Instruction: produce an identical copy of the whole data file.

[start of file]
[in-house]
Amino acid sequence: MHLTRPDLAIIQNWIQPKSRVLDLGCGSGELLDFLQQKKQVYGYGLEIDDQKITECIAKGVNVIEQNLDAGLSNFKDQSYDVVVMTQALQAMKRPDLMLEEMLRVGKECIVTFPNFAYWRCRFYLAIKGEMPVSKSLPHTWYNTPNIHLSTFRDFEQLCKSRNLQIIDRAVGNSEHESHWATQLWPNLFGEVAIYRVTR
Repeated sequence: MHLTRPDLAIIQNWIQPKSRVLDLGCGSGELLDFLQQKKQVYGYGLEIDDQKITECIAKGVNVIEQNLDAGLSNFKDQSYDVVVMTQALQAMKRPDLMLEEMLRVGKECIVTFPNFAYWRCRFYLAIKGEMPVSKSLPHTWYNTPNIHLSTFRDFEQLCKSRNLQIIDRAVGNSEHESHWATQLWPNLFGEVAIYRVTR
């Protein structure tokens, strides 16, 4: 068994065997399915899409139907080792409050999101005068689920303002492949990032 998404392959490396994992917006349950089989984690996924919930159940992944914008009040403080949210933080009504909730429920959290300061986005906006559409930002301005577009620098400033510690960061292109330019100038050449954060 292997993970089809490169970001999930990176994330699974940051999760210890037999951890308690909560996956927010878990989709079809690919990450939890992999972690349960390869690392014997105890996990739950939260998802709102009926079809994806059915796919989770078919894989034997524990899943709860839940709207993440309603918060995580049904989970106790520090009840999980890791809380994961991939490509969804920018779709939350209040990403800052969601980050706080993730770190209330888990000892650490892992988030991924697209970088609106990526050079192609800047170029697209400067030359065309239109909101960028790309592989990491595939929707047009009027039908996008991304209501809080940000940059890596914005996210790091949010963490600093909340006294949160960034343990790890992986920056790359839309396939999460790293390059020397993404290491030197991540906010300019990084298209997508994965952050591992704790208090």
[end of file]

[in-house]
Amino acid sequence: MHLTRPDLAIIQNWIQPKSRVLDLGCGSGELLDFLQQKKQVYGYGLEIDDQKITECIAKGVNVIEQNLDAGLSNFKDQSYDVVVMTQALQAMKRPDLMLEEMLRVGKECIVTFPNFAYWRCRFYLAIKGEMPVSKSLPHTWYNTPNIHLSTFRDFEQLCKSRNLQIIDRAVGNSEHESHWATQLWPNLFGEVAIYRVTR
Repeated sequence: MHLTRPDLAIIQNWIQPKSRVLDLGCGSGELLDFLQQKKQVYGYGLEIDDQKITECIAKGVNVIEQNLDAGLSNFKDQSYDVVVMTQALQAMKRPDLMLEEMLRVGKECIVTFPNFAYWRCRFYLAIKGEMPVSKSLPHTWYNTPNIHLSTFRDFEQLCKSRNLQIIDRAVGNSEHESHWATQLWPNLFGEVAIYRVTR
């Protein structure tokens, strides 16, 4: 068994065997399915899409139907080792409050999101005068689920303002492949990032 998404392959490396994992917006349950089989984690996924919930159940992944914008009040403080949210933080009504909730429920959290300061986005906006559409930002301005577009620098400033510690960061292109330019100038050449954060 292997993970089809490169970001999930990176994330699974940051999760210890037999951890308690909560996956927010878990989709079809690919990450939890992999972690349960390869690392014997105890996990739950939260998802709102009926079809994806059915796919989770078919894989034997524990899943709860839940709207993440309603918060995580049904989970106790520090009840999980890791809380994961991939490509969804920018779709939350209040990403800052969601980050706080993730770190209330888990000892650490892992988030991924697209970088609106990526050079192609800047170029697209400067030359065309239109909101960028790309592989990491595939929707047009009027039908996008991304209501809080940000940059890596914005996210790091949010963490600093909340006294949160960034343990790890992986920056790359839309396939999460790293390059020397993404290491030197991540906010300019990084298209997508994965952050591992704790208090």